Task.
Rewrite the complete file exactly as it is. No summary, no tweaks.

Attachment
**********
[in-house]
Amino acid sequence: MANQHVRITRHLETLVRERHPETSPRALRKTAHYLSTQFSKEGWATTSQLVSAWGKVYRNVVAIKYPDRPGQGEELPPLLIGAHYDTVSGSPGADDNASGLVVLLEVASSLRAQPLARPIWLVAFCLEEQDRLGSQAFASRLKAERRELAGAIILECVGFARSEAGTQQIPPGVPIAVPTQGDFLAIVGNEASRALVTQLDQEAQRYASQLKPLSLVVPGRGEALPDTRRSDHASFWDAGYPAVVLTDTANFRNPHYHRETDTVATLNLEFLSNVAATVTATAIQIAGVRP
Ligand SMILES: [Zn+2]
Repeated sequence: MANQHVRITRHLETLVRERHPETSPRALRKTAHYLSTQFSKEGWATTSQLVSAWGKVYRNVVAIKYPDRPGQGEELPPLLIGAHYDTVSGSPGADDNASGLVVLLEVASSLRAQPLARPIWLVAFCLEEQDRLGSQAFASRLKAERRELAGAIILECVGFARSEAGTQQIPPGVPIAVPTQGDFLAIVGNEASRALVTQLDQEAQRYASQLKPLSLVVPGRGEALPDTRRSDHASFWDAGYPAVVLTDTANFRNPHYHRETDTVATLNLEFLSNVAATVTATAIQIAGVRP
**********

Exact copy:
[in-house]
Amino acid sequence: MANQHVRITRHLETLVRERHPETSPRALRKTAHYLSTQFSKEGWATTSQLVSAWGKVYRNVVAIKYPDRPGQGEELPPLLIGAHYDTVSGSPGADDNASGLVVLLEVASSLRAQPLARPIWLVAFCLEEQDRLGSQAFASRLKAERRELAGAIILECVGFARSEAGTQQIPPGVPIAVPTQGDFLAIVGNEASRALVTQLDQEAQRYASQLKPLSLVVPGRGEALPDTRRSDHASFWDAGYPAVVLTDTANFRNPHYHRETDTVATLNLEFLSNVAATVTATAIQIAGVRP
Ligand SMILES: [Zn+2]
Repeated sequence: MANQHVRITRHLETLVRERHPETSPRALRKTAHYLSTQFSKEGWATTSQLVSAWGKVYRNVVAIKYPDRPGQGEELPPLLIGAHYDTVSGSPGADDNASGLVVLLEVASSLRAQPLARPIWLVAFCLEEQDRLGSQAFASRLKAERRELAGAIILECVGFARSEAGTQQIPPGVPIAVPTQGDFLAIVGNEASRALVTQLDQEAQRYASQLKPLSLVVPGRGEALPDTRRSDHASFWDAGYPAVVLTDTANFRNPHYHRETDTVATLNLEFLSNVAATVTATAIQIAGVRP